2. What’s driving this madness? Consider the underlying aspect of the ego behind it. If the driver in front of you cuts you off it may make you angry but use this moment as a prompt to analyze the situation. Is this driver in a hurry? Obviously, otherwise he wouldn’t be driving like a lunatic but what is the emotion he/she is experiencing right now? Is it the desire to get home faster to see their dog or a show on TV? Is it pride that is making them think they can drive faster and be better than others? Or perhaps they truly have a legitimate excuse and are simply rushing home to tend to their sick child? Its always wise give people a benefit of the doubt, it’s just easier this way.
3. People act the way they feel. Is it personal? It’s very easy to overlook that many times irrational and angry behaviour is not personal. A wonderful anger management technique is to simply remember that only Hollywood actors act the way they want but most people act the way they feel.
4. A doctor doesn’t kick her patient. One of the best advices I got was to view an angry person on an ego trip as drunk – intoxicated to the point where he’s not himself. I mean after all, do you get angry at a drunk who speaks gibberish? Do you get angry at an insane person who tries to offend you? If you are able to see a bigger picture you may feel more detached from the situation emotionally.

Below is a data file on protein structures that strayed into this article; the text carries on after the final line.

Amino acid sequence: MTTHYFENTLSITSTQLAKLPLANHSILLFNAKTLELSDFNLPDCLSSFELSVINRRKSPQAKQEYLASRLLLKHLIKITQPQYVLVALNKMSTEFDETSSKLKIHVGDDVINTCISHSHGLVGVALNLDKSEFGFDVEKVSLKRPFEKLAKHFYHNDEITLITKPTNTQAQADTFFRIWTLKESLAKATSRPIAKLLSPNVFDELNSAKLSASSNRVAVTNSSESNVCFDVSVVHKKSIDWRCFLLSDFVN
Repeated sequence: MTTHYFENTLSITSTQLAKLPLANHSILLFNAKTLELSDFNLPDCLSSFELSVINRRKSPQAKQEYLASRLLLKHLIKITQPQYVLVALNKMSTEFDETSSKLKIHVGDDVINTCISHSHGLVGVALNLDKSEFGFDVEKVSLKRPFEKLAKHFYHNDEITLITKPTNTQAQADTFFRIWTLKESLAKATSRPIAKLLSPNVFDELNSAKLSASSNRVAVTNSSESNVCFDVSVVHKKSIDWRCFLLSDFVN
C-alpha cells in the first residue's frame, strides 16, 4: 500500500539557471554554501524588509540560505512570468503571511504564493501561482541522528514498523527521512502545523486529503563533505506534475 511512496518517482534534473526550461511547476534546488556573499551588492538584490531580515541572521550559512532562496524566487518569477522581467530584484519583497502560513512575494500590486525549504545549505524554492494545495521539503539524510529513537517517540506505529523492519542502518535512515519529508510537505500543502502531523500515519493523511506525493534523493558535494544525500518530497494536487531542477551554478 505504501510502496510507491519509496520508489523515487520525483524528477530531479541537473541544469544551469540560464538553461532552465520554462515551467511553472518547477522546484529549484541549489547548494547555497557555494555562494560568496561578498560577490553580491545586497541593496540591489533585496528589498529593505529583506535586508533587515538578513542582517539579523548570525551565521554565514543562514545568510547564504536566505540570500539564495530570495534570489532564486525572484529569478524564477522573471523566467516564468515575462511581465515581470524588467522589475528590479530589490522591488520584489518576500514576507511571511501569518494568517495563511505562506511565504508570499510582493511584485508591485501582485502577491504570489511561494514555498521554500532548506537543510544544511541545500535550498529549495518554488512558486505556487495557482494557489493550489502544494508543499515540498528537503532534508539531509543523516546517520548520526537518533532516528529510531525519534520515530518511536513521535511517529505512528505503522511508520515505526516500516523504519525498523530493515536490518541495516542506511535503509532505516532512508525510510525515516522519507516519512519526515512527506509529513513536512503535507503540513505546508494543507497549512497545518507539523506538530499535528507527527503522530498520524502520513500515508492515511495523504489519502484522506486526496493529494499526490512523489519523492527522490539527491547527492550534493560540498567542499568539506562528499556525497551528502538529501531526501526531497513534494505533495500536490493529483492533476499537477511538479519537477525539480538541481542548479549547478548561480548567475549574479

5. You don’t have to live with it. Yes of course its irritating when people are arrogant and lack mindfulness of others, but then again you have to wonder what a variety of ugly predicaments they find themselves in with this character trait. We have to put up with this “crap” for a minute but someone actually has to live with them 24/7!
I always say that in order to stand a chance to achieve some personal growth one must be brave in labeling things for what they are. Recognizing anger’s many faces is one of the most important things you can do to control it. By recognizing the poison one has been exposed to one can apply the correct antidote. On the surface, anger has a limited amount of antidotes, however the underlying emotion and attitude behind it will ALWAYS have a more specific and effective antidote to apply. Find the undercurrents driving your own or other people’s anger and apply correct reasoning to the situation to diffuse it. This is truly one the most effective anger management techniques.
A Buddhist teacher, Thich Nhat Hanh says “To love our enemy is impossible. The moment we understand our enemy, we feel compassion towards him, and he is no longer our enemy.” It’s up to you whether you can relate to this insight. Perhaps love is a bit far-fetched when someone just gave you a finger on the freeway, however truly understanding what is driving the behavior of the finger owner is a bit like drinking a nice cold bottle of Coke with your feet in a pool on a hot Texas day. It’s still hot outside but you feel cool and refreshed.
P.S. Got anger? Download my FREE report called “7 Secrets of Anger Management from Ancient Wisdom.” I’ve spend years gathering the advice that is presented in it. If you’re on a spiritual path this could be a life-changing e-book for you. (You’ll find it in the upper right corner.)